Superhero Play – May 12

By: Poppy Ivone


Boys of all ages have been known to be overly fascinated by superheroes. It is almost like it is part of their genetic coding! My own 4-year-old adores Super/Bat/ SpiderMan (and I suspect everything and anything that ends with ‘…Man’). Most of his male peers are the same. And herein lies the problem for me, with superhero play often comes the dreaded rough-and-tumble play. This is physical playing that involves noisy and slightly violent behaviour. It emerges at about 3 years of age, peaking at 8 to 10 years and is 3 – 6 times more common in boys than girls. Naturally, this type of play elicits some type of worrying since it often ends up in tears and someone getting hurt. Banning it just makes it covert, escalates the thrill factor, and makes the boys obsess about it more. Trust me, I have tried and failed.

Despite my reservations, this type of play is actually healthy and beneficial from early childhood perspective. Young children, facing the challenges of learning many new skills, may often feel small, helpless, fearful, or troubled—just the opposite of superheroes. Through superhero play, they can feel brave, in control of their world, and just plain powerful. This play also often involves much negotiation between children and so promotes social and conflict resolution skills, which are difficult yet invaluable skills to master.

Many have suspected that superhero play may lead to real violence later on, but researchers have found just the opposite to be true. Dr Louise Porter (2008) states that play fighting is used to establish and test dominance in a group without violating social norms by being truly aggressive. It allows children the opportunity to de-escalate the play when it becomes too arousing, which teach the important lesson on how to regulate their emotions. This helps children learn how to handle adversity without aggression later on. This a particularly important lesson for males, which ensures that, as adults, they can step back from the brink of violence.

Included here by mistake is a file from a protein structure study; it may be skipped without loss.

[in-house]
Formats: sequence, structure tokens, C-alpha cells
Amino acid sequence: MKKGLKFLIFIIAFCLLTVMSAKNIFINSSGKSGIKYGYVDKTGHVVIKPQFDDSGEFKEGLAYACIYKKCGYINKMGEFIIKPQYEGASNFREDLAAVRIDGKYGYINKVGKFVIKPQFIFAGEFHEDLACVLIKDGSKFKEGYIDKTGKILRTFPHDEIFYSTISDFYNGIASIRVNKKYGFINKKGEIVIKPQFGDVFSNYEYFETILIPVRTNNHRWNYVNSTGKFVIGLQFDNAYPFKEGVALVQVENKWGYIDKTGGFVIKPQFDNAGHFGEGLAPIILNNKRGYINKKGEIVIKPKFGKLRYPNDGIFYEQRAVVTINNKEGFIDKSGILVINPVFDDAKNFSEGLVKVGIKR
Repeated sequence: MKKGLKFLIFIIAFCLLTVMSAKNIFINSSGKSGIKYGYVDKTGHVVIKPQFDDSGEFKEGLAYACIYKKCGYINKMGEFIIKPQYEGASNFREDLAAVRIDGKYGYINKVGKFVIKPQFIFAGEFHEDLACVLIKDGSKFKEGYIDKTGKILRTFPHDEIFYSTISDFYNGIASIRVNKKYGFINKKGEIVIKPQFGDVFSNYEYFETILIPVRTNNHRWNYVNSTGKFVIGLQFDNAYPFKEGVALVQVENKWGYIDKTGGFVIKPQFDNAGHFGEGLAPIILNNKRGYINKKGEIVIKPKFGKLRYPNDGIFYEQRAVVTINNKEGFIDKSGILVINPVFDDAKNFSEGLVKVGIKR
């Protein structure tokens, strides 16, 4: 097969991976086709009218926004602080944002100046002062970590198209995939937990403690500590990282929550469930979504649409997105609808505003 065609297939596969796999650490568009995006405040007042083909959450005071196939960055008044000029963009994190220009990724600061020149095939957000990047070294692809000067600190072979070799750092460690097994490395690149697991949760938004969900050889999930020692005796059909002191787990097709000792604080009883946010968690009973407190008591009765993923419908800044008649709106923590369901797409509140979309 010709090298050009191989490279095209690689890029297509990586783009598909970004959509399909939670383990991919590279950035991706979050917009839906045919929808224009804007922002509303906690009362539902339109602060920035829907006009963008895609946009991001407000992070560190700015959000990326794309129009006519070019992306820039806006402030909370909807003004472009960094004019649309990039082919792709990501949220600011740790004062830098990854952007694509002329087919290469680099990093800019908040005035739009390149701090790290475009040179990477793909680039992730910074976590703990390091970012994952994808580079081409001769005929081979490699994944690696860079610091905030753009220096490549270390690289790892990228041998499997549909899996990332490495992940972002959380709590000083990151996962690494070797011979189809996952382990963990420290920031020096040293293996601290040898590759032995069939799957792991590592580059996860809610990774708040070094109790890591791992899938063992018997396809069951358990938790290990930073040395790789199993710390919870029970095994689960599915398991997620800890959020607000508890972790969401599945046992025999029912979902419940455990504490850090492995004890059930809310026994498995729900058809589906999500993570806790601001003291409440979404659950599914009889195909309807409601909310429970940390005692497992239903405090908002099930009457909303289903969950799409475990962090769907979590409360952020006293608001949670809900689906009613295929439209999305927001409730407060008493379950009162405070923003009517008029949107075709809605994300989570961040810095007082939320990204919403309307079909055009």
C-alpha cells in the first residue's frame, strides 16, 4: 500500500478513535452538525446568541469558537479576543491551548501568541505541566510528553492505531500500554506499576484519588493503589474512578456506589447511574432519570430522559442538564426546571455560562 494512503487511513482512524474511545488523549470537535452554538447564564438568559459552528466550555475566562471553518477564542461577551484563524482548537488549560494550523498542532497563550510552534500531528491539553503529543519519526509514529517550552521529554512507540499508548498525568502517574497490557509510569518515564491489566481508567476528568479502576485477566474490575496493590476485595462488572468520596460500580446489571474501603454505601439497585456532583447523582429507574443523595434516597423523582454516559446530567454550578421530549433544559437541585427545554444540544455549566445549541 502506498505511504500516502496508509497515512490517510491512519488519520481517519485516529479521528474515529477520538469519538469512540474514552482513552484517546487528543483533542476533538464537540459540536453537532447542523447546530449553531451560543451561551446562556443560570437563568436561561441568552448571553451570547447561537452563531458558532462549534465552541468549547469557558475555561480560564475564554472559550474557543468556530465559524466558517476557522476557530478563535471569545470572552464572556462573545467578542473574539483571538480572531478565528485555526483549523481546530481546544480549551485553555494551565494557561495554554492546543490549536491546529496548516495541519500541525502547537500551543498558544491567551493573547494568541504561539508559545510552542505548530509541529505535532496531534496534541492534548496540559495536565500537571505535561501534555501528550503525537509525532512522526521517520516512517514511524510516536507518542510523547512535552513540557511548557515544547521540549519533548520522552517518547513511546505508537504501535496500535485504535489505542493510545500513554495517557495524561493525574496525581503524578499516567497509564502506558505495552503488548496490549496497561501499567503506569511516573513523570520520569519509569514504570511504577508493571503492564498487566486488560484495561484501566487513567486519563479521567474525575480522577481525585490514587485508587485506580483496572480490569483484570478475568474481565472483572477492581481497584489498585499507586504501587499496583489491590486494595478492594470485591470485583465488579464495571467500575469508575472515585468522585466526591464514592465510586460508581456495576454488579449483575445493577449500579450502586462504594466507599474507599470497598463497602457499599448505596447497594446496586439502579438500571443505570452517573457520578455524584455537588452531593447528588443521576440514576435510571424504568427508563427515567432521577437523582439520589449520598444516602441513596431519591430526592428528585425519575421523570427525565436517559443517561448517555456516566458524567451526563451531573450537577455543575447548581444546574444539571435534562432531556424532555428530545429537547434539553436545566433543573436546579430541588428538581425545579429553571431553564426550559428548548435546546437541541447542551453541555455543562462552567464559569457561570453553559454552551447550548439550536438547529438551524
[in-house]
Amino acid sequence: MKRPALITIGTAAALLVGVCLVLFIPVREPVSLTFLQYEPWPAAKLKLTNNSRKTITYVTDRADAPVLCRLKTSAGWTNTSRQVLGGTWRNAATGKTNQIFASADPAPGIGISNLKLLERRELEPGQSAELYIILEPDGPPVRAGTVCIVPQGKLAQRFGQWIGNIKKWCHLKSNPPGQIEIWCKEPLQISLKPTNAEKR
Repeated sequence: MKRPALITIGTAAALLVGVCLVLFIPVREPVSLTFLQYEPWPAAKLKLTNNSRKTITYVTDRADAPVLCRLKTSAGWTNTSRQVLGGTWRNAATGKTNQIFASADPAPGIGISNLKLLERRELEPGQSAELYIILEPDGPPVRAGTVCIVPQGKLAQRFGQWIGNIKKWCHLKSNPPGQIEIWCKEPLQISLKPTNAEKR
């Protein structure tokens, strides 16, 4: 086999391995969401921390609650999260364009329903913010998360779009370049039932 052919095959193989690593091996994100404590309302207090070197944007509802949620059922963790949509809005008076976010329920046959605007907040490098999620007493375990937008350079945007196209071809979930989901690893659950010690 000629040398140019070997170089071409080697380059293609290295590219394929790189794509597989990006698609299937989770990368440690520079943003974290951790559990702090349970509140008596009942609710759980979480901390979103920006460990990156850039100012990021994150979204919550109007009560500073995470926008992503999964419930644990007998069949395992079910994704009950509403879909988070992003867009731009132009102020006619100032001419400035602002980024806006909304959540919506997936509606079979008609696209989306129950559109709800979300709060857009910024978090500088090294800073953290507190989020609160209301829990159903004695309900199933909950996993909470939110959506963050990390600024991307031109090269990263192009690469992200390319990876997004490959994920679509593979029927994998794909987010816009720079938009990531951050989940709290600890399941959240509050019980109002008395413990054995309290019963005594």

So the next time your child dress up as a …Man, punch his fist in the air, let out a blood-curdling yell while jumping off the couch in a mock-attack on his bro / Dad / dog, take a deep breath and try to hold your “NO! Stop!” knee-jerk reflex. You can watch warily for when it is really necessary to intervene but remember that this phase too shall pass. Seize the teachable moment by discussing that Jesus is the real superhero (Acts 10:38) so above all, they should try to emulate Him.

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